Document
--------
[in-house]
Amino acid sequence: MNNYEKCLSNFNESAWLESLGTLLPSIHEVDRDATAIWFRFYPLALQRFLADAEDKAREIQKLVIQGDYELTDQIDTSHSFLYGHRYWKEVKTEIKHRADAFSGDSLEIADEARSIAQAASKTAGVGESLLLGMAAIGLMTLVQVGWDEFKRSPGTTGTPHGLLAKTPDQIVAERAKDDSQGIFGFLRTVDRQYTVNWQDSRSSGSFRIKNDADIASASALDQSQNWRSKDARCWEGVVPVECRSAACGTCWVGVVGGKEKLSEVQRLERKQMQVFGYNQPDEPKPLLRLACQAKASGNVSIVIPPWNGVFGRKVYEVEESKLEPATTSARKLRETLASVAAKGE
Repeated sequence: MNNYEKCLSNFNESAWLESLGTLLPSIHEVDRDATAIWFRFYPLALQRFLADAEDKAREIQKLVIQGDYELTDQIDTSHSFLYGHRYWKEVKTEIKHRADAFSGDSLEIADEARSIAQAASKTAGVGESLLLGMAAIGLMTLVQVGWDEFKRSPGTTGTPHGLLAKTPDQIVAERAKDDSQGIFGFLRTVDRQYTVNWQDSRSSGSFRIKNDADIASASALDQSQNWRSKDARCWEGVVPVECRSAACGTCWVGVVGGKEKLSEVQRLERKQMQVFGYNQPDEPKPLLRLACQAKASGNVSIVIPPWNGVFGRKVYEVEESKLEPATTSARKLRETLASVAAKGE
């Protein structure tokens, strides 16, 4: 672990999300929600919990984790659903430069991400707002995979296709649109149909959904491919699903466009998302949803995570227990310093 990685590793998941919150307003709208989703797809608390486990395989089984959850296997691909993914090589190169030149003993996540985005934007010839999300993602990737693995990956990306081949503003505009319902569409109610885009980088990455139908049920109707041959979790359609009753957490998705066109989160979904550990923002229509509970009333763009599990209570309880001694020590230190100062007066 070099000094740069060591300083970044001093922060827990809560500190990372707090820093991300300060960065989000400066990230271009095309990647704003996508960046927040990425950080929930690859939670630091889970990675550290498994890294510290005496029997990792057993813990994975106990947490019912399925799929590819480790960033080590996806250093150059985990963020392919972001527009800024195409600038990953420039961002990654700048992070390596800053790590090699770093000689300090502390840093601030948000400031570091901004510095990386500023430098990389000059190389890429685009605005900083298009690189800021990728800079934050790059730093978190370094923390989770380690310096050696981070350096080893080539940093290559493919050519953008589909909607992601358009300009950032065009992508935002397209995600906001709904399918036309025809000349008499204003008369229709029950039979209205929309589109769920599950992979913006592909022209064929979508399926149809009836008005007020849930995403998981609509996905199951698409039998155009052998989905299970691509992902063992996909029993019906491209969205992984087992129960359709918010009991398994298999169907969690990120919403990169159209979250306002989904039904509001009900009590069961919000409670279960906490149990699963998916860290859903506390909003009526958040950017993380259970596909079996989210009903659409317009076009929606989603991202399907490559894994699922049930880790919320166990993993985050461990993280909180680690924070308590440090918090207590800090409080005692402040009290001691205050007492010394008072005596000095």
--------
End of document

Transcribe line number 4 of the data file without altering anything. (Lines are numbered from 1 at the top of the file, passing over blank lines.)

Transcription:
């Protein structure tokens, strides 16, 4: 672990999300929600919990984790659903430069991400707002995979296709649109149909959904491919699903466009998302949803995570227990310093 990685590793998941919150307003709208989703797809608390486990395989089984959850296997691909993914090589190169030149003993996540985005934007010839999300993602990737693995990956990306081949503003505009319902569409109610885009980088990455139908049920109707041959979790359609009753957490998705066109989160979904550990923002229509509970009333763009599990209570309880001694020590230190100062007066 070099000094740069060591300083970044001093922060827990809560500190990372707090820093991300300060960065989000400066990230271009095309990647704003996508960046927040990425950080929930690859939670630091889970990675550290498994890294510290005496029997990792057993813990994975106990947490019912399925799929590819480790960033080590996806250093150059985990963020392919972001527009800024195409600038990953420039961002990654700048992070390596800053790590090699770093000689300090502390840093601030948000400031570091901004510095990386500023430098990389000059190389890429685009605005900083298009690189800021990728800079934050790059730093978190370094923390989770380690310096050696981070350096080893080539940093290559493919050519953008589909909607992601358009300009950032065009992508935002397209995600906001709904399918036309025809000349008499204003008369229709029950039979209205929309589109769920599950992979913006592909022209064929979508399926149809009836008005007020849930995403998981609509996905199951698409039998155009052998989905299970691509992902063992996909029993019906491209969205992984087992129960359709918010009991398994298999169907969690990120919403990169159209979250306002989904039904509001009900009590069961919000409670279960906490149990699963998916860290859903506390909003009526958040950017993380259970596909079996989210009903659409317009076009929606989603991202399907490559894994699922049930880790919320166990993993985050461990993280909180680690924070308590440090918090207590800090409080005692402040009290001691205050007492010394008072005596000095």